“I rarely get to see my kids. That’s a risk you have to take,” read an ad for the Apple Reality show Planet of the Apps. The ad, which has since been pulled due to Twitter backlash, reveals how deeply rooted the ethos of workaholism in the start-up, tech-centric hub that is Silicon Valley, as Dan Lyons writes in a recent piece for the New York Times.

Lyons, author of Disrupted: My Misadventure in the Start-up Bubble, writes about a variety of instances glorifying workaholism, from Apples’ ad misadventure to popular books espousing the importance of giving up everything to “make it” to “Hustle Con,” a conference where people dish on their best overwork practices. All of these point to a pervasive problem in Silicon Valley, one centered on the creed of “hustling.” And the problem doesn’t seem to be going anywhere soon: “every year thousands of fresh recruits flood into San Francisco, hoping to be baptized into the religion of the hustle,” Lyons writes.

We’re all for ambition, but as my colleague Drake Baer wrote about in his piece on Apple’s Planet of the Apps ad, if you choose to work yourself into the ground and brag about it, that’s a problem. Lyons writes that Silicon Valley is “branding workaholism as a desirable lifestyle choice,” where many believe that working smarter—i.e. working for shorter amounts of time, and taking adequate rest, to do work that’s actually productive—is akin to laziness, Lyons writes.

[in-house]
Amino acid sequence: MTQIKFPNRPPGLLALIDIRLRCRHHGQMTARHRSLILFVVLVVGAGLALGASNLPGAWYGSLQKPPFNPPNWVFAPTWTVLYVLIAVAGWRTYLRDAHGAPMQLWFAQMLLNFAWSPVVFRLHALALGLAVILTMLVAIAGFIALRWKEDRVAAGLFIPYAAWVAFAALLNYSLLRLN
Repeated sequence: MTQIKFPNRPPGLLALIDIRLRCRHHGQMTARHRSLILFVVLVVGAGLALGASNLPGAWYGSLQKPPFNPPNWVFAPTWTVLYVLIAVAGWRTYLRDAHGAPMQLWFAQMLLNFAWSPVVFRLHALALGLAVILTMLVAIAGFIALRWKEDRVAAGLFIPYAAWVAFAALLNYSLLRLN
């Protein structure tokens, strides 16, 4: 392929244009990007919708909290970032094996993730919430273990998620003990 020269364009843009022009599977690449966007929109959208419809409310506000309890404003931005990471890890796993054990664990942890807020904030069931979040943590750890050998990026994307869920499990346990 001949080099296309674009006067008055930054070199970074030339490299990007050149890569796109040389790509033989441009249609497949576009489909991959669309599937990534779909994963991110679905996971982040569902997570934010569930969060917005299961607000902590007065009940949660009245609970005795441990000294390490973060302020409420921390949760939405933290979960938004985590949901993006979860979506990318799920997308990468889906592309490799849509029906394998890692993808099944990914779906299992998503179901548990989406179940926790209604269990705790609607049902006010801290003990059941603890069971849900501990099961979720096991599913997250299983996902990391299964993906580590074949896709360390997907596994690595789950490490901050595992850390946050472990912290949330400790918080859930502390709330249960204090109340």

While we’d hope that Silicon Valley would be convinced by the growing body of research showing that actually taking care of yourself leads to better productivity and profit, increased inspiration and overall well-being (not to mention leaving time for things that matter like, you know, your children), the problem persists.

At least one tech company is proving it’s possible to be a person and an employee at the same time though: at Basecamp, which employs 56 people and is based in Chicago, “the workweek is capped at 40 hours and gets pared back to 32 in the summer,” Lyons writes. Co-founders Jason Fried and David Heinemeier Hansson told Lyons that the reaction they get when they tell people in Silicon Valley how they run their company is “incredulous gasps.” “People tell us we’re not ambitious enough,” Hansson told Lyons.

The good news is that mounting criticism is at least calling attention to the problem. But to end the idolization of burning out to “make it,” sacrificing health and happiness along the way, there needs to be a larger shift around what success means in the first place.

Read Lyons’ piece here